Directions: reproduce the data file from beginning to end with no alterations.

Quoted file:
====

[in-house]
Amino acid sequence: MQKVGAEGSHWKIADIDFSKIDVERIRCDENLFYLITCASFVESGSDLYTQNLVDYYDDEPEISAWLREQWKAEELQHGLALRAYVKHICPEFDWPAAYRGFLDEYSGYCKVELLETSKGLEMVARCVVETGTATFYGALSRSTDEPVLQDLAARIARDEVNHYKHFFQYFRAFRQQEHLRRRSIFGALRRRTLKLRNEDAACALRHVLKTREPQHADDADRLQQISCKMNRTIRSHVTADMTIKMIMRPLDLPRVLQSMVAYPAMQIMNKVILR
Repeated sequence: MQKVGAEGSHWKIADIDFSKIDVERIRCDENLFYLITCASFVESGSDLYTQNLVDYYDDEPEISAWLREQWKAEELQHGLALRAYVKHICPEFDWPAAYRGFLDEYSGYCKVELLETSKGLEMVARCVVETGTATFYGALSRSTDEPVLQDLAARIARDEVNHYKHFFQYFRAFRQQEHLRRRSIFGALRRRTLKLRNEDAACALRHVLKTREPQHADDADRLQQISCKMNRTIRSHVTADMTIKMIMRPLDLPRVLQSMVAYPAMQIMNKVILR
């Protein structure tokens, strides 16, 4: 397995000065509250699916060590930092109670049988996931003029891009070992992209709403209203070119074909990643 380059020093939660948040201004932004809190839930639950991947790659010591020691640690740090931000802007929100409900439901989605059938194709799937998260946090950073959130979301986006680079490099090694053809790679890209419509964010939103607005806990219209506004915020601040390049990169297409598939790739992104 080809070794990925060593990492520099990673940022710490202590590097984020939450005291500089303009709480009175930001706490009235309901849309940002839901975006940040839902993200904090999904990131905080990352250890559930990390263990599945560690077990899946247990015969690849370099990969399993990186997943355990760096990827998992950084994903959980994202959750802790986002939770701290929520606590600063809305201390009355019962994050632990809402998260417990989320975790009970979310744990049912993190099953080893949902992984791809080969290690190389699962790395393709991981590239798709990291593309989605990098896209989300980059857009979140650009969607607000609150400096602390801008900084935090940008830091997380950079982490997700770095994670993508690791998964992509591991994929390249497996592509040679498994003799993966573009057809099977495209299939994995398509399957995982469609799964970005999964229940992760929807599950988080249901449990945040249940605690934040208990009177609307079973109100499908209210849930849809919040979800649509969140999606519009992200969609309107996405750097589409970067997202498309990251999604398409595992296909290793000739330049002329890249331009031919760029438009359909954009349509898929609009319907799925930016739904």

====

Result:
[in-house]
Amino acid sequence: MQKVGAEGSHWKIADIDFSKIDVERIRCDENLFYLITCASFVESGSDLYTQNLVDYYDDEPEISAWLREQWKAEELQHGLALRAYVKHICPEFDWPAAYRGFLDEYSGYCKVELLETSKGLEMVARCVVETGTATFYGALSRSTDEPVLQDLAARIARDEVNHYKHFFQYFRAFRQQEHLRRRSIFGALRRRTLKLRNEDAACALRHVLKTREPQHADDADRLQQISCKMNRTIRSHVTADMTIKMIMRPLDLPRVLQSMVAYPAMQIMNKVILR
Repeated sequence: MQKVGAEGSHWKIADIDFSKIDVERIRCDENLFYLITCASFVESGSDLYTQNLVDYYDDEPEISAWLREQWKAEELQHGLALRAYVKHICPEFDWPAAYRGFLDEYSGYCKVELLETSKGLEMVARCVVETGTATFYGALSRSTDEPVLQDLAARIARDEVNHYKHFFQYFRAFRQQEHLRRRSIFGALRRRTLKLRNEDAACALRHVLKTREPQHADDADRLQQISCKMNRTIRSHVTADMTIKMIMRPLDLPRVLQSMVAYPAMQIMNKVILR
């Protein structure tokens, strides 16, 4: 397995000065509250699916060590930092109670049988996931003029891009070992992209709403209203070119074909990643 380059020093939660948040201004932004809190839930639950991947790659010591020691640690740090931000802007929100409900439901989605059938194709799937998260946090950073959130979301986006680079490099090694053809790679890209419509964010939103607005806990219209506004915020601040390049990169297409598939790739992104 080809070794990925060593990492520099990673940022710490202590590097984020939450005291500089303009709480009175930001706490009235309901849309940002839901975006940040839902993200904090999904990131905080990352250890559930990390263990599945560690077990899946247990015969690849370099990969399993990186997943355990760096990827998992950084994903959980994202959750802790986002939770701290929520606590600063809305201390009355019962994050632990809402998260417990989320975790009970979310744990049912993190099953080893949902992984791809080969290690190389699962790395393709991981590239798709990291593309989605990098896209989300980059857009979140650009969607607000609150400096602390801008900084935090940008830091997380950079982490997700770095994670993508690791998964992509591991994929390249497996592509040679498994003799993966573009057809099977495209299939994995398509399957995982469609799964970005999964229940992760929807599950988080249901449990945040249940605690934040208990009177609307079973109100499908209210849930849809919040979800649509969140999606519009992200969609309107996405750097589409970067997202498309990251999604398409595992296909290793000739330049002329890249331009031919760029438009359909954009349509898929609009319907799925930016739904």